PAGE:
Project Mercury was the first human spaceflight program of the United States. It ran from 1959 through 1963 with the goal of putting a human in orbit around the Earth. The program included 20 unmanned launches, followed by two suborbital and four orbital flights with astronaut pilots.
Mercury 7 Astronauts
The first Americans to venture into space were drawn from a group of 110 military pilots chosen for their flight test experience and because they met certain physical requirements. NASA announced the selection of seven of these – known as the Mercury Seven – as astronauts on 9 April 1959, though only six of the seven flew Mercury missions, after Slayton was grounded due to a heart condition.
Malcolm Scott Carpenter, USN (born 1925); Aurora 7 pilot. Second American to orbit the Earth and the fourth American in space, following Alan Shepard, Gus Grissom, and John Glenn. 3 orbits. Reentered off-target by 402 km. Pilot Carpenter replaced Deke Slayton.
Leroy Gordon “Gordo” Cooper, Jr., USAF (1927–2004); Faith 7 pilot. He was the first American to sleep in orbit, had flown the longest spaceflight of the Mercury project, and was the last American to be launched alone into Earth orbit and conduct an entire solo orbital mission.
John Herschel Glenn, Jr., USMC (born 1921); First American to orbit the Earth and third American in space. He orbited the Earth in Friendship 7 in 1962. On October 29, 1998, he became the oldest person to fly in space, and the only one to fly in both the Mercury and Space Shuttle programs, when at age 77, he flew on Discovery. Glenn and M. Scott Carpenter are the last surviving members of the Mercury Seven.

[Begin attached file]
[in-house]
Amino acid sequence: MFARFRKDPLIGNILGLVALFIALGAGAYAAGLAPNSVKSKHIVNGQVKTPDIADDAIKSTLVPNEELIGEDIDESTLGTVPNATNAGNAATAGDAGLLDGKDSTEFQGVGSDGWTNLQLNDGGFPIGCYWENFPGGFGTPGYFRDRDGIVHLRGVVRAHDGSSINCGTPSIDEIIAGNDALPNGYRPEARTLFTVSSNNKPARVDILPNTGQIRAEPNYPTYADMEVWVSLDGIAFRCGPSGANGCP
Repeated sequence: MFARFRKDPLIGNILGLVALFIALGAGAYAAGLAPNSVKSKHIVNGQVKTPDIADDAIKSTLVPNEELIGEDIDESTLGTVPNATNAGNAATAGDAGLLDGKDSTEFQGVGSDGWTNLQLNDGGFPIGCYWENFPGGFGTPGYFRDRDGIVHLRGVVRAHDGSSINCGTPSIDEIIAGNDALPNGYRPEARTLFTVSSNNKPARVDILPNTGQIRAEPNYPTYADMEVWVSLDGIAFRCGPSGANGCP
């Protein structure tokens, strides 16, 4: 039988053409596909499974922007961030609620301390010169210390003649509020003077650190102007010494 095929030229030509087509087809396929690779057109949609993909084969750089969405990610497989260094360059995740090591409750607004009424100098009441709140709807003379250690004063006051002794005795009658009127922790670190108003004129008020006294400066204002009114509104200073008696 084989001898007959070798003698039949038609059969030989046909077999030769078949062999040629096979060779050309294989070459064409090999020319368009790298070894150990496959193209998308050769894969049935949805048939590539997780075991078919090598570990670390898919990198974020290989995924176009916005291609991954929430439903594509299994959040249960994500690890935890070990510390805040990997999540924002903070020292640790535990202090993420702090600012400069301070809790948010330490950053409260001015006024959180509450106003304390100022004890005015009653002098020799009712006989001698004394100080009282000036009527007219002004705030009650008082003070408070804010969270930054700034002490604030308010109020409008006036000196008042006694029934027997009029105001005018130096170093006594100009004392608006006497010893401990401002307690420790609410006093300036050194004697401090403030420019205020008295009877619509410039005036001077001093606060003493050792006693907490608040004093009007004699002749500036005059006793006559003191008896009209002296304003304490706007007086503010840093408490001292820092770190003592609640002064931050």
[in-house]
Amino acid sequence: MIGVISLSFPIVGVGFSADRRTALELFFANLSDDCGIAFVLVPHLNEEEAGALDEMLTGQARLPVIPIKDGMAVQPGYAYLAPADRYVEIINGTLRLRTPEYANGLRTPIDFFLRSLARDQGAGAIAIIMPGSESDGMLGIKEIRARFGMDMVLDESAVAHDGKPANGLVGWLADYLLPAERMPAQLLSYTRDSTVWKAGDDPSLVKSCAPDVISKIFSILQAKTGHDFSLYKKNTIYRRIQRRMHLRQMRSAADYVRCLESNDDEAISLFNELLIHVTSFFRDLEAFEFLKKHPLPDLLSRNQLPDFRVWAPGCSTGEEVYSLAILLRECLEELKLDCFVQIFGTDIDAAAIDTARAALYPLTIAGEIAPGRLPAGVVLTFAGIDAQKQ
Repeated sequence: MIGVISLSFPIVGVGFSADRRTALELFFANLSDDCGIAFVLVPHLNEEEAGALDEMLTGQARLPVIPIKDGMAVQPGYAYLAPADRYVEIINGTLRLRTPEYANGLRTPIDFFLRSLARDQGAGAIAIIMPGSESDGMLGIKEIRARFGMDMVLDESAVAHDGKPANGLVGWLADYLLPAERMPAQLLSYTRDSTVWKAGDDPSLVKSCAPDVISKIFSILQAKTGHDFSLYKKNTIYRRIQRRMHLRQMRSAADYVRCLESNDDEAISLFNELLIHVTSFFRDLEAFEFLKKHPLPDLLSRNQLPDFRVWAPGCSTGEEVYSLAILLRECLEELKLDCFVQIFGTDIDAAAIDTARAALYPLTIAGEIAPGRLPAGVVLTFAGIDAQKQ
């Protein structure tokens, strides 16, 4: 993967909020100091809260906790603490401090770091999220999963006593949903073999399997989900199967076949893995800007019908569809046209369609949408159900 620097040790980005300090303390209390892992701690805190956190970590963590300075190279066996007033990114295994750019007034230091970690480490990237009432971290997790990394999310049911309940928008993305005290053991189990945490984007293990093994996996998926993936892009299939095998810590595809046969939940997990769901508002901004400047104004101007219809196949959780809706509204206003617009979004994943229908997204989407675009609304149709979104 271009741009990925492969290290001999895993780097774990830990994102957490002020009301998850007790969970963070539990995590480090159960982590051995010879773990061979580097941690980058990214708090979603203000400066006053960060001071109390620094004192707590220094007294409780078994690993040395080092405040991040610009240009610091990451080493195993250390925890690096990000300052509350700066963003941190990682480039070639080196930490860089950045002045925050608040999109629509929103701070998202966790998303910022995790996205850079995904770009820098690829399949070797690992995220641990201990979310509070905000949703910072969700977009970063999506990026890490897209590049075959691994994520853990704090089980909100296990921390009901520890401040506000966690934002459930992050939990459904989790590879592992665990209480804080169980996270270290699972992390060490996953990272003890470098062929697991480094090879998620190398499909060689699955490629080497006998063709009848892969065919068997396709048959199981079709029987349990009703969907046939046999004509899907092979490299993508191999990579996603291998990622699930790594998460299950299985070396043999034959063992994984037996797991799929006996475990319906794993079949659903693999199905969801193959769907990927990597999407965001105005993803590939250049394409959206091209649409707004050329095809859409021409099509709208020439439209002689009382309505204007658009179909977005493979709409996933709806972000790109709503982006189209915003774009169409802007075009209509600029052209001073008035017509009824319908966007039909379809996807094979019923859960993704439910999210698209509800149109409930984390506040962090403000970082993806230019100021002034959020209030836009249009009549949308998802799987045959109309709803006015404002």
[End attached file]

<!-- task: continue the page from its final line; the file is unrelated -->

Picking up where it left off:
Virgil Ivan “Gus” Grissom, USAF (1926–1967); Pilot of Mercury-Redstone 4, popularly known as Liberty Bell 7, the second American (suborbital) spaceflight. Grissom was killed along with fellow astronauts Ed White and Roger Chaffee during a pre-launch test for the Apollo 1 mission at Cape Kennedy, Florida.
Walter Marty “Wally” Schirra, Jr., USN (1923–2007) Fifth American in space, piloting the Mercury-Atlas 8 (Sigma 7) on a six-orbit mission lasting 9 hours, 13 minutes, and 11 seconds. He is the only person to fly in all of America’s first three space programs (Mercury, Gemini and Apollo). He logged a total of 295 hours and 15 minutes in space.
Alan Bartlett Shepard, Jr., USN (1923–1998); Second person, first American in space. Rode Freedom 7 in sub-orbital flight for 15 minutes, 28 seconds at an altitude of 116 miles to a landing point 302 miles down the Atlantic Missile Range. Commander of Apollo 14 and fifth person to walk on the moon.
DonaldKent “Deke” Slayton, USAF (1924–1993); grounded in 1962 due to irregular heartbeat, reinstated in 1972 and flew on the Apollo-Soyuz Test Project in 1975.
Mercury-Redstone 3 was a U.S. Mercury program manned space mission launched on May 5, 1961 using a Redstone rocket, from Cape Canaveral, Florida. The Mercury spacecraft was named Freedom 7 which performed a suborbital flight piloted by astronaut Alan Shepard, who became the first American in space. The flight lasted less than 16 minutes and attained an altitude of just over 116 miles.
Three astronauts were chosen as finalists to fly the MR-3 mission in January, 1961 and on February 22, 1961 their names were announced to the public. The three were Alan Shepard, Gus Grissom and John Glenn.
This site is dedicated to material in a presskit released by NASA to the media prior to the May 5 launch of Mercury-Redstone 3. What I have in this presskit are several pages of text, presented here, as well as various photographs scattered around the site as well as in the photo gallery. I also have 58 original negatives of these and other photos of the pre-flight preparation and the recovery after the flight.
The bundle is for sale… make me an offer.
If you would like more information, I can be reached at firstname.lastname@example.org